Leaked information on IE availability suggests that the Windows 8 RC (Release Client) will be available in Mid-2012
Leaked release timelines covering Internet Explorer suggest Windows 8’s Release Candidate could arrive soon
When Internet Explorer is released, the corresponding version of Windows isn’t too far behind. If IE is good, so is the OS, and vice versa. By that logic, Internet Explorer 10’s positive pre-release reception has been positive. So, will Windows 8 follow suit? We don’t know, but we do know when it could launch.
The information comes from leaked information on the Internet Explorer 10 release date. While the information is from 2011, reports from other members of the press have corroborated the information.
The leaked information says that IE 10 will be “Generally Available” around the middle of 2012, and as as a “Historical Release Cadence.” That’s a lot earlier than many fans had expected: winter 2012 was the estimated release date, with Windows 7 releasing in October 2009.
So will Windows 8 launch around that time? Well, we’re not sure. Rumours had suggested Microsoft would be meeting partners around the middle of the year to discuss launch strategies. As The Next Web report, an IE release is essentially Microsoft’s way of saying Windows 8 is ready for release.
Though there’s also the possibility IE 10 could come out before Windows 8, as we don’t know the exact date. According to two of the site’s previous posts, source speaking to Bloomberg said Windows 8 would be done in the summer and go on sales in October. The sources also said that the OS will launch on Intel- and ARM-based systems. The site also says that Windows 7 took 269 days to launch after its Developer Preview, so the same time frame would put a Windows 8 release during this June. Specifically, Friday, June 8, 2012.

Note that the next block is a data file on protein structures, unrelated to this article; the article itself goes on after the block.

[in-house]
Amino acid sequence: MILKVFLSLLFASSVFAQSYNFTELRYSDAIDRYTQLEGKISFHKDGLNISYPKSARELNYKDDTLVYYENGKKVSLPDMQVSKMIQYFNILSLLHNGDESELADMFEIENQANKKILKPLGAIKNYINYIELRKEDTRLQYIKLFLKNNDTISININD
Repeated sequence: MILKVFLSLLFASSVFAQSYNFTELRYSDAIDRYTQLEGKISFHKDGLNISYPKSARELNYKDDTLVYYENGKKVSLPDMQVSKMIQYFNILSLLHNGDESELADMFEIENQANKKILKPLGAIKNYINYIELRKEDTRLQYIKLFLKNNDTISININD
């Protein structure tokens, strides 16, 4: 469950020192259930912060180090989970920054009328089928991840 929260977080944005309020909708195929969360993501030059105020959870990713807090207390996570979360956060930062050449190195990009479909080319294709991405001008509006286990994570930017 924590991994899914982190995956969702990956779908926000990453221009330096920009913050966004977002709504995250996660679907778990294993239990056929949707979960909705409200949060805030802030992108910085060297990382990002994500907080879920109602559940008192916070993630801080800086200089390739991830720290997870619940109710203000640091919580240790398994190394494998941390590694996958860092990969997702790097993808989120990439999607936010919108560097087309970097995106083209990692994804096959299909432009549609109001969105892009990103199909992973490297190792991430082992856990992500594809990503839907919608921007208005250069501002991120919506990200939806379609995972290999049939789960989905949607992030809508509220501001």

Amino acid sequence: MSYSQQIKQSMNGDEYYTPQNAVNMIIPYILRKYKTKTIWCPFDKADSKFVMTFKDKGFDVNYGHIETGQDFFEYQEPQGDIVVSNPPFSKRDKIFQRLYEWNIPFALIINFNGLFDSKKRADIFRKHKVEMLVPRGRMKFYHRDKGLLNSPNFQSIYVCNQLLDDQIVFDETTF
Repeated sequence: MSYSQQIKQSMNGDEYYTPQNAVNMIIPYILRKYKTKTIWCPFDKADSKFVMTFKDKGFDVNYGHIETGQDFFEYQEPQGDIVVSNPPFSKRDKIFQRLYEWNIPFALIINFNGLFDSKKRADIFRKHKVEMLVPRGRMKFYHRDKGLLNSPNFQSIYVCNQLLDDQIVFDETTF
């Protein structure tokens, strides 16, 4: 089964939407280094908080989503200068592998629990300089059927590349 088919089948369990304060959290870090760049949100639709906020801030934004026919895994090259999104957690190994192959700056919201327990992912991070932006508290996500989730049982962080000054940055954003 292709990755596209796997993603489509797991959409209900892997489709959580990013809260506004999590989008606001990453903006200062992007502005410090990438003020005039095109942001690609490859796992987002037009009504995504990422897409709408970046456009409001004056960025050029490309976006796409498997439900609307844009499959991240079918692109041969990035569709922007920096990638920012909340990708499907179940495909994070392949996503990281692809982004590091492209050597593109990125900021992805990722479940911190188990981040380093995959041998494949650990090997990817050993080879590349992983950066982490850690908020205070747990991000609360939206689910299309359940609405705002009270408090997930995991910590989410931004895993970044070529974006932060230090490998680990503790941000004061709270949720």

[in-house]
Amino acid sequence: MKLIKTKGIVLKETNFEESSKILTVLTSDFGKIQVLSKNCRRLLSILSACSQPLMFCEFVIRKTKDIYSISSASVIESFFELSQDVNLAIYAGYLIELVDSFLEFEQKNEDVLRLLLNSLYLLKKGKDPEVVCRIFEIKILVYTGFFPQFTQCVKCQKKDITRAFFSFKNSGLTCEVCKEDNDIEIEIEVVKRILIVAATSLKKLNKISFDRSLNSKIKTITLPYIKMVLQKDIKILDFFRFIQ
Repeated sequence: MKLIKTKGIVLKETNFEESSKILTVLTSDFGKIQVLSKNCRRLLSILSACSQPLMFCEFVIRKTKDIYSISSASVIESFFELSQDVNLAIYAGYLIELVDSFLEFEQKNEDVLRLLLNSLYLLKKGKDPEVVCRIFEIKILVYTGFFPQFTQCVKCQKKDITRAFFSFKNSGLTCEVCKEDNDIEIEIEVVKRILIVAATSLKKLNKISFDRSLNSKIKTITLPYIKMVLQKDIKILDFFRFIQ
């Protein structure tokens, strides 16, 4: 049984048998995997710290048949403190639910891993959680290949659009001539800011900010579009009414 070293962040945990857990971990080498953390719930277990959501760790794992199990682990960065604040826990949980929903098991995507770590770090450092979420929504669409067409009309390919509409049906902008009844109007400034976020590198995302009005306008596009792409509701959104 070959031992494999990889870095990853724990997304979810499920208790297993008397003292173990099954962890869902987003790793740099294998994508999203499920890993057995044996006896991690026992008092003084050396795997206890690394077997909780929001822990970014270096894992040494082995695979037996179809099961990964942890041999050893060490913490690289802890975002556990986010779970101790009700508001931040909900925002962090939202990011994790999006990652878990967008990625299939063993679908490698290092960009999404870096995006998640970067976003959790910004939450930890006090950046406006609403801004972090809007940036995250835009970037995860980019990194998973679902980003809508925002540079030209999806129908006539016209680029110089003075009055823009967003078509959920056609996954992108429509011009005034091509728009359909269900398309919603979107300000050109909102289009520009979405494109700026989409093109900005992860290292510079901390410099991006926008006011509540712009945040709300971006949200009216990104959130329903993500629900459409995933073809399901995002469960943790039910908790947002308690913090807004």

I don’t really buy that, though. Windows 8 is very different to Windows 7, so I’m sure Microsoft has been putting in more development time. Of course this is purely speculation on my part, but we all know Metro is a radical departure.
Internet Explorer 10 has introduced some big changes to the browser, while building on the strong foundations laid out in IE 9. In the Metro side, the browser goes full screen. It removes all superfluous elements, including the address bar.
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